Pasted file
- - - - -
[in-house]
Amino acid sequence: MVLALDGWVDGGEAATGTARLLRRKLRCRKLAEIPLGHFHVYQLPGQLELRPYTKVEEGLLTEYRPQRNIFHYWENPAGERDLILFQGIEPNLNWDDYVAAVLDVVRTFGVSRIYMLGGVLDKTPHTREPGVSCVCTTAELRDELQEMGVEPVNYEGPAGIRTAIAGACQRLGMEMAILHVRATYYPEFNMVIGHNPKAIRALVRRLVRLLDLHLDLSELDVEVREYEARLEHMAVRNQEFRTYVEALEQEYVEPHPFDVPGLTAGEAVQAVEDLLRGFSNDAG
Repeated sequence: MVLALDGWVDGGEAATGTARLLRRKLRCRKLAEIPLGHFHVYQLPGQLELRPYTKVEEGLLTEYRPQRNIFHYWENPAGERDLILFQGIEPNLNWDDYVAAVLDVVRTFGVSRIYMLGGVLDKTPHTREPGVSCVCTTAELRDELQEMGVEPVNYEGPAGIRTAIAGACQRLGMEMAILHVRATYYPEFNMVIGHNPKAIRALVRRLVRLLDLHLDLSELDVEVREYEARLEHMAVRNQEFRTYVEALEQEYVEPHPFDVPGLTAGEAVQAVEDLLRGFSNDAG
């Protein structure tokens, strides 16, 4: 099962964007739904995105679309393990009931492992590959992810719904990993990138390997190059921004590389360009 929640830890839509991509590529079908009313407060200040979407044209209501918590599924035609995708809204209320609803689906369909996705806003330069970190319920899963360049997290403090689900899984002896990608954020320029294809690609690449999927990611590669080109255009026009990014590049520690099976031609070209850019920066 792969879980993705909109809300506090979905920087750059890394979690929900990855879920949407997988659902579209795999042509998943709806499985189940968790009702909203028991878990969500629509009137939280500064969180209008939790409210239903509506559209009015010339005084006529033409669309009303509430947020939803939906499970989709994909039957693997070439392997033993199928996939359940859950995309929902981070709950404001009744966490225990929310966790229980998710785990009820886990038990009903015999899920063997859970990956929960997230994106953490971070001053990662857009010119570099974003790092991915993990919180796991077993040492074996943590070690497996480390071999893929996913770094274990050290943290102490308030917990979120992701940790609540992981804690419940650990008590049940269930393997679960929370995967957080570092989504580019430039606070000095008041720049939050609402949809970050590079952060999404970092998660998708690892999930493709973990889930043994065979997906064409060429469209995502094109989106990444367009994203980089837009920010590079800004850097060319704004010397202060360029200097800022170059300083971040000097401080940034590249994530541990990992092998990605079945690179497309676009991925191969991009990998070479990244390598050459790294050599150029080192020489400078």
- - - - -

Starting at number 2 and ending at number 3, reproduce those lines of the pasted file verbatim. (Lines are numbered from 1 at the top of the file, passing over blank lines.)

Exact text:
Amino acid sequence: MVLALDGWVDGGEAATGTARLLRRKLRCRKLAEIPLGHFHVYQLPGQLELRPYTKVEEGLLTEYRPQRNIFHYWENPAGERDLILFQGIEPNLNWDDYVAAVLDVVRTFGVSRIYMLGGVLDKTPHTREPGVSCVCTTAELRDELQEMGVEPVNYEGPAGIRTAIAGACQRLGMEMAILHVRATYYPEFNMVIGHNPKAIRALVRRLVRLLDLHLDLSELDVEVREYEARLEHMAVRNQEFRTYVEALEQEYVEPHPFDVPGLTAGEAVQAVEDLLRGFSNDAG
Repeated sequence: MVLALDGWVDGGEAATGTARLLRRKLRCRKLAEIPLGHFHVYQLPGQLELRPYTKVEEGLLTEYRPQRNIFHYWENPAGERDLILFQGIEPNLNWDDYVAAVLDVVRTFGVSRIYMLGGVLDKTPHTREPGVSCVCTTAELRDELQEMGVEPVNYEGPAGIRTAIAGACQRLGMEMAILHVRATYYPEFNMVIGHNPKAIRALVRRLVRLLDLHLDLSELDVEVREYEARLEHMAVRNQEFRTYVEALEQEYVEPHPFDVPGLTAGEAVQAVEDLLRGFSNDAG